Board actions should include establishing ethical and operating standards and encouraging a commitment from the rest of the board members and the executive leadership. For board members, these standards are the baseline for being recruited to and remaining on the board and being affiliated with the company.
Even CEOs who are highly attuned to corporate culture can have a limited understanding and experience of board governance. Among the attributes of proper board behavior should be independence and requisite experience and skills that will help the company determine both eligibilities for the board and to which committee each new director should be assigned.
Boards can be a competitive advantage for the CEO and an asset for shareholders if they are properly implemented with the right people seated at the table.
Accounting And Financial Reporting
Good financial accounting and reporting processes are the foundation of proper governance. This includes metrics and reports for compliance as well as managing company performance.
The process of implementing accounting, financial reporting and governance should not be an afterthought. It argubaly should be part of the foundation of your company — well before the IPO. This foundation starts with documenting each process in accounting, how account reconciliations occur and who reviews them.
Putting these processes in place early in a rapidly growing company can prevent things from getting off track, which can often occur very fast. The best approach to your IPO corporate governance is to set up the accounting and financial reporting from the beginning as if your company is already public.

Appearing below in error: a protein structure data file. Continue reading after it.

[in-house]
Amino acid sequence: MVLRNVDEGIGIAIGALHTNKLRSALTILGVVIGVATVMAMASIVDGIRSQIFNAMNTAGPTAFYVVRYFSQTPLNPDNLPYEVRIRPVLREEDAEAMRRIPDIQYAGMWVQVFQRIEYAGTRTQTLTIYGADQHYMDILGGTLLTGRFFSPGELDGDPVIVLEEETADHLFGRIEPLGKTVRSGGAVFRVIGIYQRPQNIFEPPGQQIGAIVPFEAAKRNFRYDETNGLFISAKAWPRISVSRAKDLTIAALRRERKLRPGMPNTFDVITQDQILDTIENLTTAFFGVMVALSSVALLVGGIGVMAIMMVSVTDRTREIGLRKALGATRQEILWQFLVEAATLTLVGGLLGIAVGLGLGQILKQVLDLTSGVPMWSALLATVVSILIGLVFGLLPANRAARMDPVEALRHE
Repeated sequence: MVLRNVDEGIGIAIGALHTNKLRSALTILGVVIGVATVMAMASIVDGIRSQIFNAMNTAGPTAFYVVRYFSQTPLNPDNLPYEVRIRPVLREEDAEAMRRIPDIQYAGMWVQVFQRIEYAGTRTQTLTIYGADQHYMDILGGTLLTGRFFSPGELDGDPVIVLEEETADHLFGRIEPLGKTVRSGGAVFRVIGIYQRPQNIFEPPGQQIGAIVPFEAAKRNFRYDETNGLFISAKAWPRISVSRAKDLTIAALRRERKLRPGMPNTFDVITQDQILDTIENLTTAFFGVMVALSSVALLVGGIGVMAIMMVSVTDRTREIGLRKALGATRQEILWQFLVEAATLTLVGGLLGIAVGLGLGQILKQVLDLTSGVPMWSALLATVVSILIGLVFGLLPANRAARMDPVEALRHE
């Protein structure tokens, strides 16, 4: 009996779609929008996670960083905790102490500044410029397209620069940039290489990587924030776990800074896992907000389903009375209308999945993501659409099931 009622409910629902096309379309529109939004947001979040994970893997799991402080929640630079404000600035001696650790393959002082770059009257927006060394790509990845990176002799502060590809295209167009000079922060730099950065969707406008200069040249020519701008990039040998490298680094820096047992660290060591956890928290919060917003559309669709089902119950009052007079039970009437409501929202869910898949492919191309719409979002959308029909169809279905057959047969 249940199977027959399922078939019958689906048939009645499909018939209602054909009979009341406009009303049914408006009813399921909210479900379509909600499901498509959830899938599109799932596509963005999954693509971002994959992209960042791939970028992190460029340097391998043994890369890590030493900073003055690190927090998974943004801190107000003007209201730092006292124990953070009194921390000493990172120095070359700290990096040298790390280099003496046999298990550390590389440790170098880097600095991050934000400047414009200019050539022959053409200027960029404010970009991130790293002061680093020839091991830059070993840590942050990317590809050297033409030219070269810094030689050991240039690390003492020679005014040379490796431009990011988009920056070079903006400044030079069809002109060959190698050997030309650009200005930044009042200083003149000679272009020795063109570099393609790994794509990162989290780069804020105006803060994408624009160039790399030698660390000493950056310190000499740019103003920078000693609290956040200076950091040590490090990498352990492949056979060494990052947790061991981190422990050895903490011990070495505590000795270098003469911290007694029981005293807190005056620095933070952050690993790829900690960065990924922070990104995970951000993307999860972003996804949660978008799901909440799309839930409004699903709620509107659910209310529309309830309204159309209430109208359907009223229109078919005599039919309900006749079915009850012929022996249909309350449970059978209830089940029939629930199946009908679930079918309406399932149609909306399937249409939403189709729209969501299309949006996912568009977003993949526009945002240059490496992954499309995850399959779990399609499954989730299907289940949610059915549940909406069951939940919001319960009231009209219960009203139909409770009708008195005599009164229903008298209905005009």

The sooner you get these processes in place, the more time everyone has to adapt to the change. Every company, private and public, must make annual filings. Filings are required on a quarterly and annually for public companies.
The SEC sets prescribed deadlines, and adapting to filing on a specific timeline can end up being a big learning curve and challenge for micro-cap companies. This is where good governance applies, and with the right people, processes and alignment among the team, these filings can be better organized to be completed on time.
Having the right people to get accurate numbers promptly is the driver of the accounting and governance systems you must set up internally. Finding the right outside legal and audit support for compliance requirements and ensuring proper review will be a driving force of your company as a public entity.
Implementing strong corporate governance practices can be incremental, and it usually starts with the leadership team. The new board and each committee should create and regularly review the relevant charters or terms of reference (TOR) and the board’s policies. Carefully considered board governance is often a key piece of corporate oversight in the Micro-Cap sector. It is frequently an underappreciated part of the IPO process but if done thoughtfully can provide critical value to becoming a sustainable public company.